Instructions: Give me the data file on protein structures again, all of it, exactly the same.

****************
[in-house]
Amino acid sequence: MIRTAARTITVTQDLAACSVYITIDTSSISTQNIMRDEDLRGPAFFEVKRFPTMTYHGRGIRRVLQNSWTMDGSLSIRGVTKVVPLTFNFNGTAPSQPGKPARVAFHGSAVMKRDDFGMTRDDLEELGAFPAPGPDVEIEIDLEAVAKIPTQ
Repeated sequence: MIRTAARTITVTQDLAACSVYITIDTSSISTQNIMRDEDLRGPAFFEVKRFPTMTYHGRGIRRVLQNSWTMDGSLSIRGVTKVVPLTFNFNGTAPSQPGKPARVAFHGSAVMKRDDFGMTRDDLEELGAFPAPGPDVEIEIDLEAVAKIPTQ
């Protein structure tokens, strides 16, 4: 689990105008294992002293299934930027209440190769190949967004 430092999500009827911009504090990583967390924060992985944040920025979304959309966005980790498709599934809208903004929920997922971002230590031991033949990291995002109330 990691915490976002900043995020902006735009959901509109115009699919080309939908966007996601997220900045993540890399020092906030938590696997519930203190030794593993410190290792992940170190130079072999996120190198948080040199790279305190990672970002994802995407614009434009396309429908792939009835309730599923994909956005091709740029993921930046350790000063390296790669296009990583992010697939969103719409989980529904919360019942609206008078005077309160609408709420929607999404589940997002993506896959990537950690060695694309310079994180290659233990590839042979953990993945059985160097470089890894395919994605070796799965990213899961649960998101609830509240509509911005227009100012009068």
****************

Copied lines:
[in-house]
Amino acid sequence: MIRTAARTITVTQDLAACSVYITIDTSSISTQNIMRDEDLRGPAFFEVKRFPTMTYHGRGIRRVLQNSWTMDGSLSIRGVTKVVPLTFNFNGTAPSQPGKPARVAFHGSAVMKRDDFGMTRDDLEELGAFPAPGPDVEIEIDLEAVAKIPTQ
Repeated sequence: MIRTAARTITVTQDLAACSVYITIDTSSISTQNIMRDEDLRGPAFFEVKRFPTMTYHGRGIRRVLQNSWTMDGSLSIRGVTKVVPLTFNFNGTAPSQPGKPARVAFHGSAVMKRDDFGMTRDDLEELGAFPAPGPDVEIEIDLEAVAKIPTQ
């Protein structure tokens, strides 16, 4: 689990105008294992002293299934930027209440190769190949967004 430092999500009827911009504090990583967390924060992985944040920025979304959309966005980790498709599934809208903004929920997922971002230590031991033949990291995002109330 990691915490976002900043995020902006735009959901509109115009699919080309939908966007996601997220900045993540890399020092906030938590696997519930203190030794593993410190290792992940170190130079072999996120190198948080040199790279305190990672970002994802995407614009434009396309429908792939009835309730599923994909956005091709740029993921930046350790000063390296790669296009990583992010697939969103719409989980529904919360019942609206008078005077309160609408709420929607999404589940997002993506896959990537950690060695694309310079994180290659233990590839042979953990993945059985160097470089890894395919994605070796799965990213899961649960998101609830509240509509911005227009100012009068």